it is saying, both countries have real interest in trying to work together. amy: i want to turn to rex tillerson speaking wednesday ahead of their meeting with the president of russia and the foreign minister. >> i think the important aspect of this is that this is where we have begun, an effort to begin to rebuild confidence between theelves and russia at military level, but also the diplomatic level. i think it is an effort that serves both of our interests as well as the broader interest of the international community, we hope, that this is going to be the beginning of other important areas that need to be addressed in order to strengthen our relationship. but we are at the very beginning. i would say at this point, it is difficult to say exactly what the russians are russia's intentions are. i think that is the most important part of this meeting, to have a good exchange between president trump and president putin over what they both see as
the nature of this relationship between our countries. amy: you have among the things that we think are going to be addressed, north korea, ukraine, syria >> -- nuclear issues. and nato issues. amy: on ukraine, what clearly putin once is a lifting of the sanctions. the question is, what will the united states demand. it is interesting to have rex tillerson there because as former ceo of exxon, he also wants sanctions lifted against russia. >> what is underreported in this country, there are several european countries who want sanctions lifted because they are facing domestic issues at home, from farmers, for example, who won exports to go. step back. ukraine could be settled. there was something called the minsk accords on the table. you could have an internationally negotiated mandates toith u.n. secure that.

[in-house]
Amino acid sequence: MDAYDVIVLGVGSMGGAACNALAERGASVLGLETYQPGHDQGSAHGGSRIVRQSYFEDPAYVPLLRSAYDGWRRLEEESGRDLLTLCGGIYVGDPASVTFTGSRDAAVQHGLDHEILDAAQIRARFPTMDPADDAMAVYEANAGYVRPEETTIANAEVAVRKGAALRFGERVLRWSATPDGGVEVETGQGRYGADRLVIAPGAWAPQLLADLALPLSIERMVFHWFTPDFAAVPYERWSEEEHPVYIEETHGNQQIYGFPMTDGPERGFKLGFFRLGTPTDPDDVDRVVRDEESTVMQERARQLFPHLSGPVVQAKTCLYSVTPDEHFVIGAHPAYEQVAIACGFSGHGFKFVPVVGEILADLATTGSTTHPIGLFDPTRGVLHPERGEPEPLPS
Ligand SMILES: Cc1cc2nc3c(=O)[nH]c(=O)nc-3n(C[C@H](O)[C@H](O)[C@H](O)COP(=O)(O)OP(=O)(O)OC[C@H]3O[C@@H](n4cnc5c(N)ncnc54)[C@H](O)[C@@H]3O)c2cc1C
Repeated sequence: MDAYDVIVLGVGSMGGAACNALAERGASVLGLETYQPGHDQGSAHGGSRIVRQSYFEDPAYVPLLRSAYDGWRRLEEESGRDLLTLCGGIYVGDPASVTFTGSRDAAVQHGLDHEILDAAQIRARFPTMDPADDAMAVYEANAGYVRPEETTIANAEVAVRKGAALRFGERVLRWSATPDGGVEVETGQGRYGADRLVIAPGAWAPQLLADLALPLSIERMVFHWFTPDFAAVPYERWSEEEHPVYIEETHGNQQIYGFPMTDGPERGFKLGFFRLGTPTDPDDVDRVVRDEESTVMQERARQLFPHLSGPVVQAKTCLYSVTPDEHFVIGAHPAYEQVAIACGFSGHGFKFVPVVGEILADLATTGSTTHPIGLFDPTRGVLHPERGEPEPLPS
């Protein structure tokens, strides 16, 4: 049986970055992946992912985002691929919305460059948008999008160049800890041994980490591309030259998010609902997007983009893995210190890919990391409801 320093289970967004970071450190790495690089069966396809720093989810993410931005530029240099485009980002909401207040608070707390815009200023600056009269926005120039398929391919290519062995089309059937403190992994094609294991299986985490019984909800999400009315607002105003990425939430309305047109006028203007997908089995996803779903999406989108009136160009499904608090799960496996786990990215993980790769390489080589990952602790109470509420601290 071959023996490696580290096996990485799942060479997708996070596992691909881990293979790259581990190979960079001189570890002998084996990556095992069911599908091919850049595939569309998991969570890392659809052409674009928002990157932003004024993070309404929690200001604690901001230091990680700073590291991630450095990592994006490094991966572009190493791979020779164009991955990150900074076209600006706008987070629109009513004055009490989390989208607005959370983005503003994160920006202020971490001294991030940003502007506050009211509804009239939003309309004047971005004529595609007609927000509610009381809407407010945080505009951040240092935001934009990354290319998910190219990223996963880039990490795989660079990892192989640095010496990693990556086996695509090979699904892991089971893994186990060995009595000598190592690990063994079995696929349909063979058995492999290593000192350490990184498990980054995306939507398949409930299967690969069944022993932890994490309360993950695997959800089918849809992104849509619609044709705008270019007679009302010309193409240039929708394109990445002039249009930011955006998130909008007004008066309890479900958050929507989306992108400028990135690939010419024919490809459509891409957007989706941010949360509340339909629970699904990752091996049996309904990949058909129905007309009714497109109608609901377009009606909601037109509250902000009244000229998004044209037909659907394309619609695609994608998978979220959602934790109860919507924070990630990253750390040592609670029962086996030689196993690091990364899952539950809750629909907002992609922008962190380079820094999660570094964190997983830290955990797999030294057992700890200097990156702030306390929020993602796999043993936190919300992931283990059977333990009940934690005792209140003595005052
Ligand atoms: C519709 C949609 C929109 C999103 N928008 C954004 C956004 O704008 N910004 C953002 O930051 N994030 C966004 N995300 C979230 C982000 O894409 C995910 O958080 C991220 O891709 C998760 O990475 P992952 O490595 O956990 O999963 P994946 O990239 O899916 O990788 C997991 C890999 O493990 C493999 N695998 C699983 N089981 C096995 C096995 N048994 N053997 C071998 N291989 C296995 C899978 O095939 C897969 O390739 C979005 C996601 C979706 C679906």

ukraine becomes a nonaligned country. it becomes part of the eu, i mean, a bridge between east and west. more than 10,000 people in ukraine have died. there needs to be a long-term way to resolve the crisis. it also is history. nato expansion. nato is a military alliance designed to counter the soviet union when the soviet union into, promises were made by george h.w. bush that nato would willxpand one inch you stop those promises were broken as the u.s. expanded. nato has become as a full paradox. -- fateful paradox. you cannot ignore nato expansion when you look at ukraine, but the key thing for the sake of millions of people, lives, the possibility of a democratic ukraine. the sanctions regime -- the vote in the senate was also about iranian sanctions. you have a reformist election in iran and they're going to clamp to undermine an
iranian nuclear joe, which is the template for what should be done with north korea, which domestication's and you need china and russia involved in those the negotiation's. amy: the vote in the congress -- amy: 98-2. i speak with limits because, listen, i think cold wars are bad for the left or bad for progressives will stop they empower the military-industrial complex. they empower the worst forces on both sides. i am for dissent in both countries. you had a video of the arrest prior to this. i worked for the independent leading newspaper in moscow, which is under serious threat were journalists are killed. journalists, independent citizens, those full also for his srecko horvat was talking about, suffer. we need to find a way to move beyond the forces on russia's borders, the possibility of